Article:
Saturday, August 23, 2008

Bird season

In many parts of the country, hunting seasons for some birds open on September first. Not so celebrated as the Glorious Twelfth and driven in part by the Migratory Bird Treaty Act, the first of September marks the beginning of dove season for a lot of hunters. For many of us in the West, it also marks the beginning of squirrel season and grouse season. The season for Band-tailed pigeons also opens in some areas. In other words, September first is opening day. Except for perhaps one or two short periods, some kind of small game will be in season from now until early February.

As I've mentioned, I grew up with dove hunting and was spoiled by plentiful birds and nearby hunting locations. Stories from California hunters of driving for hours through the dark to catch a sunrise flight of birds in the desert struck me as really strange. Dove hunting was something that happened after school and after work, minutes from the house and always in the afternoon. Currently, I live in too large a city with too little nearby agriculture to have a lot of doves, despite all those mourners and whitewings crowded on my feeder:

In the last couple of decades, I've only shot doves once that I can recall. On the other hand, I've spent a lot of time, miles, gas and boot leather looking for grouse. In the Southwest we have blue grouse. In southern and western Colorado I've seen them in oak brush and pinyon margins near higher elevations. Further south, they appear almost exclusively on high ridges, usually around open meadows and in areas with mixed aspen and spruce occur. Generally, if you find grouse in an area one year, you'll probably find them there again. This is mitigated by the fact that populations are cyclical, the birds move around a good bit, and the birds are pretty easy to just walk past and you can't count on them flushing when you do. The Colorado Dept. of Wildlife estimates you walk by 5-10 birds for each one you see. (They also offer advice on finding the birds). In my experience hunting for grouse generally involves a lot of walking in high country while looking around, something worthwhile in its own right. Not a classic bird hunting experience for me, I generally carry a .22 rifle, sometimes a .22 pistol. On the one occasion I used a shotgun, I went three birds for three shots- since then I've avoided another go with the scattergun in the sure knowledge that I have many misses stored up for myself. For that matter, I've seen the birds launch themselves off tree limbs and out over canyons at truly impressive speeds, making me glad I wasn't carrying a shotgun with which to embarrass myself.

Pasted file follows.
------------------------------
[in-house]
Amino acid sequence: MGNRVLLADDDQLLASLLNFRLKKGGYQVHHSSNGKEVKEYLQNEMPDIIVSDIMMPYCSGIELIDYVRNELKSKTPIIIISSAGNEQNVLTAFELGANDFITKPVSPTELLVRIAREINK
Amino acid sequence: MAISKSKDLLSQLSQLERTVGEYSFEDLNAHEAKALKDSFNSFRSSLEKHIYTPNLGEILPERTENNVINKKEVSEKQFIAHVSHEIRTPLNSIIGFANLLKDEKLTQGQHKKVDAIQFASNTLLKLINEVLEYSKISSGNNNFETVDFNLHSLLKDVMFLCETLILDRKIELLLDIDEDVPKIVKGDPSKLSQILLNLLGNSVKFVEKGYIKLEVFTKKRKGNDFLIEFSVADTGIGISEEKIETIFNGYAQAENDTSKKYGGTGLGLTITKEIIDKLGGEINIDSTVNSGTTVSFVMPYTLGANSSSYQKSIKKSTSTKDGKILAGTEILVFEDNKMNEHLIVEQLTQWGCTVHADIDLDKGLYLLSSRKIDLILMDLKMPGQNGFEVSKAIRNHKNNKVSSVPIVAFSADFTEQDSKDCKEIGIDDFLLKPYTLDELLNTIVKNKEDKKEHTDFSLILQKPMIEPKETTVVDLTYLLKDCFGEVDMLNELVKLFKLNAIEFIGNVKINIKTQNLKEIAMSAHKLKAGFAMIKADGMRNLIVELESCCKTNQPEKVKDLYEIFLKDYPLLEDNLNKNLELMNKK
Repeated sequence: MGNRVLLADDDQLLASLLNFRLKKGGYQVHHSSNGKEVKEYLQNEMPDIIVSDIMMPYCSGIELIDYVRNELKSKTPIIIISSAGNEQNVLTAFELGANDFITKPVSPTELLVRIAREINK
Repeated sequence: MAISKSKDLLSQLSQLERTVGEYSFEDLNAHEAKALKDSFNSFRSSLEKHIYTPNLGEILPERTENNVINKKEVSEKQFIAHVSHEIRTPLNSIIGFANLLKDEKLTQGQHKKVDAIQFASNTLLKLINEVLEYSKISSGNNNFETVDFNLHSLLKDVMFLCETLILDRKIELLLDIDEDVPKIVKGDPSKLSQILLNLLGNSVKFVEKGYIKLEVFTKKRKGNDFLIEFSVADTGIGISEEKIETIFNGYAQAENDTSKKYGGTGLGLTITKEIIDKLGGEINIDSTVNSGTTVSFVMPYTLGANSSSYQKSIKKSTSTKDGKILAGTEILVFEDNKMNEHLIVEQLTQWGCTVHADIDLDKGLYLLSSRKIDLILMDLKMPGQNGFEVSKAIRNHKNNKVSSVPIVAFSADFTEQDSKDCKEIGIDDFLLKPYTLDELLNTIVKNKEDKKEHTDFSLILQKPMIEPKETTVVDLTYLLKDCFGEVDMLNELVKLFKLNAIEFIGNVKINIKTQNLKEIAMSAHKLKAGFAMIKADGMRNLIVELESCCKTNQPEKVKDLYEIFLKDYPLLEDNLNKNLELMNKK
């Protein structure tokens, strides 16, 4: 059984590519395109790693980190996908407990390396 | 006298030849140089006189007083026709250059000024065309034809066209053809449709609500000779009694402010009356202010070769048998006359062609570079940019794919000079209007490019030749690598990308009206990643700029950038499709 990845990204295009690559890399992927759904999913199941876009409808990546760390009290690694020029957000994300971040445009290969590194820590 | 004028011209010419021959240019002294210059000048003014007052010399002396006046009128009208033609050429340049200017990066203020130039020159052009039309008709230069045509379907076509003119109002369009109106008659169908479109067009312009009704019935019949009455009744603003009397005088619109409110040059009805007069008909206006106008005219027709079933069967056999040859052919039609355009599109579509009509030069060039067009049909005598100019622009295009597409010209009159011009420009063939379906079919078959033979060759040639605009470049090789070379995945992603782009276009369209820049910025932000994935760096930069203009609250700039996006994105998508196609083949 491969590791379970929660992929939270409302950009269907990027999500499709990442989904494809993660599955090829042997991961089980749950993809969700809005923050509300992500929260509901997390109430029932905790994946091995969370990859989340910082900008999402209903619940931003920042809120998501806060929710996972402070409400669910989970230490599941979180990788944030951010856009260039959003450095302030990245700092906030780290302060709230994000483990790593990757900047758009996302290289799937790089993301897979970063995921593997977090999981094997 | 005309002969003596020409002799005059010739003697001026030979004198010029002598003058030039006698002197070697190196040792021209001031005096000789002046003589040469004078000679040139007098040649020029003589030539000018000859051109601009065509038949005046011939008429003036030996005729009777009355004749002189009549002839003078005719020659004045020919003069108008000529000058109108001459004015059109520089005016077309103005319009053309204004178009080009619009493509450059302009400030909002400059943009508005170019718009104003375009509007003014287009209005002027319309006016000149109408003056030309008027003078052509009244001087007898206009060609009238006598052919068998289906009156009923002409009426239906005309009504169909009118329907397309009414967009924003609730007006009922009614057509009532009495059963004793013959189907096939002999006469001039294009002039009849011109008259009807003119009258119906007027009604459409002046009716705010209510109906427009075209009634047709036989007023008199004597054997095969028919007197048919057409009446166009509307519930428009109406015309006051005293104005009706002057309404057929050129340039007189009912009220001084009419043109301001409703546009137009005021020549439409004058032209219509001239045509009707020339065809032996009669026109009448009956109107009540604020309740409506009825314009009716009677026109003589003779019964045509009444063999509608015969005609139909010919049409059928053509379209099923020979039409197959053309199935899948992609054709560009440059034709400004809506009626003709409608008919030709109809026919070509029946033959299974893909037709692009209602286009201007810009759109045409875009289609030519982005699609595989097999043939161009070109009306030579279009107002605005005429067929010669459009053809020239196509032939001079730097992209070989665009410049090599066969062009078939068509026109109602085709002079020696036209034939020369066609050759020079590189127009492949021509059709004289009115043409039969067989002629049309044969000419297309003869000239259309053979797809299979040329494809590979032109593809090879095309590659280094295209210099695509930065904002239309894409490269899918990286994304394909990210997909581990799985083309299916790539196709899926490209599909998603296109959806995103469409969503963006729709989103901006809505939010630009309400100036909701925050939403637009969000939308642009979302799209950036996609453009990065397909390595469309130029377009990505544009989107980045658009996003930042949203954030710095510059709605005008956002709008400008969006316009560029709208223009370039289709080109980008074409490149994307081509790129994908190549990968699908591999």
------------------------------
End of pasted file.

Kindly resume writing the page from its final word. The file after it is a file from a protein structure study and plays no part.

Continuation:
So, this post was designed to be about anticipating opening day and the start of fall. The kicker is that, in an unusual display of care and thoroughness, I decided I'd check over my state game proclamation (pdf at this link) before hitting "publish". A couple of years ago, New Mexico extended the blue grouse season to mid-October from the previous Sept. 1-30 limitation. The extra couple of weekends were nice. Now, checking the regs, I see that after thirty years during which there has been exactly one change in the regulations with respect to blue grouse, this year there's a permit requirement as well as opening the season on August 23 for one section of grouse range centered around the southern Sangre de Cristo mountains and the Pecos Wilderness. Folks hunting up there can start early. Head that way and, what do you know, today is opening day!


Matt Mullenix said...

You hunt grouse with a pistol? How does that work??

mdmnm said...

Hey Matt,

The less sophisticated Western grouse will frequently just hold real still, in hopes you walk right by them. Alternatively, they'll fly up into a tree within a hundred yards or so and perch on the limb, in either case sometimes letting you approach to within fifteen yards or so. The challenge of hitting a bird on the wing with a shotgun is replaced by the challenge of making a head shot with a pistol.

Henry Chappell said...

Great post. A few years back, one of my quail hunting buddies was doing some solo backpacking in the Pecos Wilderness. Although I'd told him about ruffed grouse hunting in Kentucky, he'd never encountered a grouse of any kind. Well, he "encountered" a blue grouse along the trail. It flushed off a low limb and nearly gave him a heart attack. We've been talking about making a western grouse hunt ever since.

mdmnm said...


If you all get a trip put together, give me a shout and I'll point you to a couple of places. The low limb thing is a specialty of blue grouse, as far as I can tell. They usually get me when elk hunting. I'll ease up to the edge of an opening and stand in the shadow of a bushy spruce tree, maybe get a drink of water, just kind of try to blend into the woods, when suddenly a grouse will launch itself off the limb three feet above my head where it has been becoming increasingly nervous. Ten minutes later, when my heart rate has begun to approach normal, I move on.